"John Scully's" comic strip that has a farewell every day (drawn and written by Ruben Bolling)

"John Scully's" comic strip that has a farewell every day (drawn and written by Ruben Bolling)
"John Scully's" comic strip that has a farewell every day (drawn and written by Ruben Bolling)
September 19 is the last post for this blog. Thanks to all my readers!

Thursday, January 24, 2013

24 January 2013

David Gerrold b. 1944

Gerrold did write other things, including a novelette The Martian Child that won the Hugo and Nebula prizes, but his enduring contribution to popular culture is The Trouble With Tribbles, an episode from the original Star Trek series.

And no, I will not make a Shatner toupee joke. It's much too easy and cheap.

In the Year 2000!

Prediction:  The smartest individuals will be computers. We shouldn’t feel bad about this. After all, we outdid the Cro-Magnon and Neanderthal. It's a privilege to be a stepping stone. Evolution for humans as we know it is coming to an end.

Predictor: Arthur C. Clarke on the 1964 BBC-TV show Horizon.

Reality: Clarke goes to the trouble of calling the best computers of his day "morons", and it would be hard to say that in 2000. After all, Deep Blue beat the human chess champion of the world in tournament conditions in 1997. It's several years later, but IBM has created a computer that can play Jeopardy! at championship levels. As a programmer, someone who used to play chess seriously and a Jeopardy! champ, I have to say Jeopardy! is much harder to teach a computer than chess is.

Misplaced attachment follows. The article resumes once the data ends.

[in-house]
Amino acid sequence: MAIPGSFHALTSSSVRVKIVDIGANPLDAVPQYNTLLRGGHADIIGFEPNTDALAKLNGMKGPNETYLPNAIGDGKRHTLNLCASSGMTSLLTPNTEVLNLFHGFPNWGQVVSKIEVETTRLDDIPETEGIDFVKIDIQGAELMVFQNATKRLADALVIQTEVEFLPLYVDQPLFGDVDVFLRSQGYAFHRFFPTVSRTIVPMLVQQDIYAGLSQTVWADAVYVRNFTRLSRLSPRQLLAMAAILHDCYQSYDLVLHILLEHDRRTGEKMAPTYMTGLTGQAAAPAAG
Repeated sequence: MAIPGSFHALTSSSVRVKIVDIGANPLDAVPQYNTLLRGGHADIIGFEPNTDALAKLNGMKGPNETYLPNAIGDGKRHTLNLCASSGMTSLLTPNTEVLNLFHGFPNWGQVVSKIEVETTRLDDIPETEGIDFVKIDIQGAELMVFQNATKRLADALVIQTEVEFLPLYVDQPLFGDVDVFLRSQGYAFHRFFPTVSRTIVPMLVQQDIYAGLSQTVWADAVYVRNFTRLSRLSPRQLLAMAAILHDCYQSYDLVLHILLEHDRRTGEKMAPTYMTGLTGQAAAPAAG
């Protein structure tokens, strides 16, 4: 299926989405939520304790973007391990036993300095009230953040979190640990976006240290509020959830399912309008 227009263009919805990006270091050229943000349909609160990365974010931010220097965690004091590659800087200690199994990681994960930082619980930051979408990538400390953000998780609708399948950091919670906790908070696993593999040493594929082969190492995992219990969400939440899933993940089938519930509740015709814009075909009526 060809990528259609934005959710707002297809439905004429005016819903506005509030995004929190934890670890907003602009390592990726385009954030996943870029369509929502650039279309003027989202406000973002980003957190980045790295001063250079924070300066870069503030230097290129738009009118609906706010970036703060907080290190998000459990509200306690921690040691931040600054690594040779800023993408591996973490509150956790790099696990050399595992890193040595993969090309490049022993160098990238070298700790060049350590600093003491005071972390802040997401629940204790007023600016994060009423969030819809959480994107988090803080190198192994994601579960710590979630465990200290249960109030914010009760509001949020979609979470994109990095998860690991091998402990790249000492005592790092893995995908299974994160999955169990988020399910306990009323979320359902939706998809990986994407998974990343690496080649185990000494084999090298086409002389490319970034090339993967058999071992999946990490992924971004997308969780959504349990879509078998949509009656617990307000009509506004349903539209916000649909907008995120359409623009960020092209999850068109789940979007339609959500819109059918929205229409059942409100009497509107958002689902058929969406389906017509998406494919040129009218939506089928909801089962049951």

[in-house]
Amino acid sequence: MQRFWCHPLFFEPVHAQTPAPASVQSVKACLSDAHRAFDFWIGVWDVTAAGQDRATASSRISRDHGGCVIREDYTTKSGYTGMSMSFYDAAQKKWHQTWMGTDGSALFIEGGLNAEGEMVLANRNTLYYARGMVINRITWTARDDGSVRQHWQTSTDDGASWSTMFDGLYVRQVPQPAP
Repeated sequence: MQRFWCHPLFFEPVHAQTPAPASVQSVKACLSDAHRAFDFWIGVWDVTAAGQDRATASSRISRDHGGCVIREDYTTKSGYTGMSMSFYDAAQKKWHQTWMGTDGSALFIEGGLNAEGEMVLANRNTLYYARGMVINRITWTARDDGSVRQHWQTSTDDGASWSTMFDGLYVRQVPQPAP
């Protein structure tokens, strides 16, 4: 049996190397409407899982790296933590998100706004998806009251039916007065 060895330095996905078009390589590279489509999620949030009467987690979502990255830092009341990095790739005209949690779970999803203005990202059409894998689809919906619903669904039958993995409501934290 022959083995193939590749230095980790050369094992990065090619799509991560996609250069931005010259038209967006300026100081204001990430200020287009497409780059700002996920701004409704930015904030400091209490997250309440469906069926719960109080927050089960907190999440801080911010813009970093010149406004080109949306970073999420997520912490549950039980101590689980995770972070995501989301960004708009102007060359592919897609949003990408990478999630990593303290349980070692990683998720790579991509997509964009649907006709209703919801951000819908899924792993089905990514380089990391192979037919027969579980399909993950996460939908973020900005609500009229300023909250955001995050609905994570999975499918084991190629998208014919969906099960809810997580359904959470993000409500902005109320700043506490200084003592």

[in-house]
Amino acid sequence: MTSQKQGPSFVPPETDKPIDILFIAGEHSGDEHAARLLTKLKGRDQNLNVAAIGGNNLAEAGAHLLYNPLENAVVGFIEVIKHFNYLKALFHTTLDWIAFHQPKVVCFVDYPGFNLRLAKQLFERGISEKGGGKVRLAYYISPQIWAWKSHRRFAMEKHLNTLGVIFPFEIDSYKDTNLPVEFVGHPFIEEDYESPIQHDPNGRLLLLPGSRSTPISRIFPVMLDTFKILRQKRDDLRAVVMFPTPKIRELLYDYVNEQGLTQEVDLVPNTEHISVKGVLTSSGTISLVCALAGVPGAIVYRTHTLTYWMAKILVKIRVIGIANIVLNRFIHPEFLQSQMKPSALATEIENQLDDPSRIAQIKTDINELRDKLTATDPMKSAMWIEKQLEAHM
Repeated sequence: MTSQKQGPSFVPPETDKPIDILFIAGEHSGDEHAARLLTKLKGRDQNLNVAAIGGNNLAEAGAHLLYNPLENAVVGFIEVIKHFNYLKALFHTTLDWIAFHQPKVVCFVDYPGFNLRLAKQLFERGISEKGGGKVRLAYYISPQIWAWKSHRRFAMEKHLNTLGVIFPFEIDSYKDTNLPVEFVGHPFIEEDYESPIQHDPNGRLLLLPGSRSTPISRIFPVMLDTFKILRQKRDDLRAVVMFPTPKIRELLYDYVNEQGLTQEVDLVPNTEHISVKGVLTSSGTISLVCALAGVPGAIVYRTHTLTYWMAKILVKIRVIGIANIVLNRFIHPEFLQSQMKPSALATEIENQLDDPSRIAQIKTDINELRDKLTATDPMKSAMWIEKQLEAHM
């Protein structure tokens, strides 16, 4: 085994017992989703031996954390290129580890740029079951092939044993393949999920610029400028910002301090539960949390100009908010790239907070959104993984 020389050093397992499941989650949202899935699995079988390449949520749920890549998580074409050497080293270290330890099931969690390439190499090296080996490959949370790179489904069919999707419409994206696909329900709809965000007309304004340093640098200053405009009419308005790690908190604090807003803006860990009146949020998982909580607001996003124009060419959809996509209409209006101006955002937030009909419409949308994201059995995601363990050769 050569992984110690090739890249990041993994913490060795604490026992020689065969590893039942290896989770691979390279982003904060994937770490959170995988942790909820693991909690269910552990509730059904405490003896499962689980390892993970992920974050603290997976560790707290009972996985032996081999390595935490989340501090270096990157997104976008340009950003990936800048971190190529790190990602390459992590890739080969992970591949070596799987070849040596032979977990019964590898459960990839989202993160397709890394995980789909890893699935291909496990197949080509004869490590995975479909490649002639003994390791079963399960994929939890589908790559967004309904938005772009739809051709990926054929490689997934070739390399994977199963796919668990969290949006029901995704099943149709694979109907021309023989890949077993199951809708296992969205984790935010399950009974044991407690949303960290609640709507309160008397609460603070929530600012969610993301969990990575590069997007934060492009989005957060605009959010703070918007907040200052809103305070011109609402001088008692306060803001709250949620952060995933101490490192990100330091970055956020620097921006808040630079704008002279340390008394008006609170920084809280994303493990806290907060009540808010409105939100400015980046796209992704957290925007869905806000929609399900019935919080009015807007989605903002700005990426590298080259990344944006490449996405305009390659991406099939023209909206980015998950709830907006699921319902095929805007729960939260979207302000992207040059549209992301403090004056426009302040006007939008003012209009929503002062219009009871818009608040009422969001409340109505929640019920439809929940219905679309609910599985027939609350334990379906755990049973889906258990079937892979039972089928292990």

It cannot be denied that computers can do difficult things that we often count as "intelligent" but I'm not sure that should count as "intelligence". A computer can decide on the next move in a chess game, but it can't decide on what it should do next when the game is over. The true seed of creativity, the ability to have a useful thought different from the things you already know, is not something computers have and I'm not sure they ever will have it.

And then there's evolution. Some people think of evolution as "progress", but the true biological definition is about change in proportions in gene pools without any judgment as to whether that change is good or bad. Evolution is still ongoing in the human species today.

As for being good sports about being replaced at the top of the heap, this also smacks of a view of the world common among the educated British of Clarke's era. We don't have any Cro-Magnon or Neanderthal spokesfolks to ask how they felt going extinct and out-competed by those uppity Homo Sapiens, but I'll go out on a limb and guess that good sportsmanship would not be an accurate description of their feelings.

Looking one day ahead... INTO THE FUTURE! Another postcard from 1900 designed to sell German chocolates by letting people in on the secrets... in the Year 2000!

Join me then... IN THE FUTURE!

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